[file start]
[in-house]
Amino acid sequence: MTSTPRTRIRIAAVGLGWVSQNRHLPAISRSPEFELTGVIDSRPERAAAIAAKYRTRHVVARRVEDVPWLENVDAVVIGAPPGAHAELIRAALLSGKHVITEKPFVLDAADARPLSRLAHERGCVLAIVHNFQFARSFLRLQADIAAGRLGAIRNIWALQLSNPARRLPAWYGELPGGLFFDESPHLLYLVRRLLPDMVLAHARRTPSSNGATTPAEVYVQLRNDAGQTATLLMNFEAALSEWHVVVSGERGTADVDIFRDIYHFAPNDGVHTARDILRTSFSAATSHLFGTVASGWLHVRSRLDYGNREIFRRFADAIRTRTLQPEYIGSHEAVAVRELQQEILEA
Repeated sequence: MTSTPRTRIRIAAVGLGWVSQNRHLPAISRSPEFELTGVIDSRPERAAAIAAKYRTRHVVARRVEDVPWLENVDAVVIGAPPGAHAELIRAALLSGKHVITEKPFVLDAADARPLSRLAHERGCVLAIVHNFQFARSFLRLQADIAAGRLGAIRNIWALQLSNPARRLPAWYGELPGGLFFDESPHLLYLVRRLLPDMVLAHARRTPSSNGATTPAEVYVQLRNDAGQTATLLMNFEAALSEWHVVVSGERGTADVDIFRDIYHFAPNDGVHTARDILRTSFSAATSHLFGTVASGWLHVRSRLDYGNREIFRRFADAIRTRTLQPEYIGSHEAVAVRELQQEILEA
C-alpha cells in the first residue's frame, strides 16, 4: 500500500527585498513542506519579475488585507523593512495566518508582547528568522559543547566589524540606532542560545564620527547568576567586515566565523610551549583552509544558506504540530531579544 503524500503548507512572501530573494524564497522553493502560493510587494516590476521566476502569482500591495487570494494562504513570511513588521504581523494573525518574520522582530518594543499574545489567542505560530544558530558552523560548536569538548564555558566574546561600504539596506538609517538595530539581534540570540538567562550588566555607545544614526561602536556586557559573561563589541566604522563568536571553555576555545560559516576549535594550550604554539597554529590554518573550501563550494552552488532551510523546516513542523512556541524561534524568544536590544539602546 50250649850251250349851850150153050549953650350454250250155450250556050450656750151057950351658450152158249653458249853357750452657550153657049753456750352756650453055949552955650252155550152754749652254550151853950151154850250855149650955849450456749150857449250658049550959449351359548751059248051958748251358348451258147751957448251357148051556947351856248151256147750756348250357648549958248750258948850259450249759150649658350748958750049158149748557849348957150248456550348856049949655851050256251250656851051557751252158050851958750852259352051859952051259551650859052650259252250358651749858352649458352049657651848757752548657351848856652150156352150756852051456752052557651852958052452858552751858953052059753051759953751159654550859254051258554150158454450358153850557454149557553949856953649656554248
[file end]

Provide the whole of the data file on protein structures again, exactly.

[in-house]
Amino acid sequence: MTSTPRTRIRIAAVGLGWVSQNRHLPAISRSPEFELTGVIDSRPERAAAIAAKYRTRHVVARRVEDVPWLENVDAVVIGAPPGAHAELIRAALLSGKHVITEKPFVLDAADARPLSRLAHERGCVLAIVHNFQFARSFLRLQADIAAGRLGAIRNIWALQLSNPARRLPAWYGELPGGLFFDESPHLLYLVRRLLPDMVLAHARRTPSSNGATTPAEVYVQLRNDAGQTATLLMNFEAALSEWHVVVSGERGTADVDIFRDIYHFAPNDGVHTARDILRTSFSAATSHLFGTVASGWLHVRSRLDYGNREIFRRFADAIRTRTLQPEYIGSHEAVAVRELQQEILEA
Repeated sequence: MTSTPRTRIRIAAVGLGWVSQNRHLPAISRSPEFELTGVIDSRPERAAAIAAKYRTRHVVARRVEDVPWLENVDAVVIGAPPGAHAELIRAALLSGKHVITEKPFVLDAADARPLSRLAHERGCVLAIVHNFQFARSFLRLQADIAAGRLGAIRNIWALQLSNPARRLPAWYGELPGGLFFDESPHLLYLVRRLLPDMVLAHARRTPSSNGATTPAEVYVQLRNDAGQTATLLMNFEAALSEWHVVVSGERGTADVDIFRDIYHFAPNDGVHTARDILRTSFSAATSHLFGTVASGWLHVRSRLDYGNREIFRRFADAIRTRTLQPEYIGSHEAVAVRELQQEILEA
C-alpha cells in the first residue's frame, strides 16, 4: 500500500527585498513542506519579475488585507523593512495566518508582547528568522559543547566589524540606532542560545564620527547568576567586515566565523610551549583552509544558506504540530531579544 503524500503548507512572501530573494524564497522553493502560493510587494516590476521566476502569482500591495487570494494562504513570511513588521504581523494573525518574520522582530518594543499574545489567542505560530544558530558552523560548536569538548564555558566574546561600504539596506538609517538595530539581534540570540538567562550588566555607545544614526561602536556586557559573561563589541566604522563568536571553555576555545560559516576549535594550550604554539597554529590554518573550501563550494552552488532551510523546516513542523512556541524561534524568544536590544539602546 50250649850251250349851850150153050549953650350454250250155450250556050450656750151057950351658450152158249653458249853357750452657550153657049753456750352756650453055949552955650252155550152754749652254550151853950151154850250855149650955849450456749150857449250658049550959449351359548751059248051958748251358348451258147751957448251357148051556947351856248151256147750756348250357648549958248750258948850259450249759150649658350748958750049158149748557849348957150248456550348856049949655851050256251250656851051557751252158050851958750852259352051859952051259551650859052650259252250358651749858352649458352049657651848757752548657351848856652150156352150756852051456752052557651852958052452858552751858953052059753051759953751159654550859254051258554150158454450358153850557454149557553949856953649656554248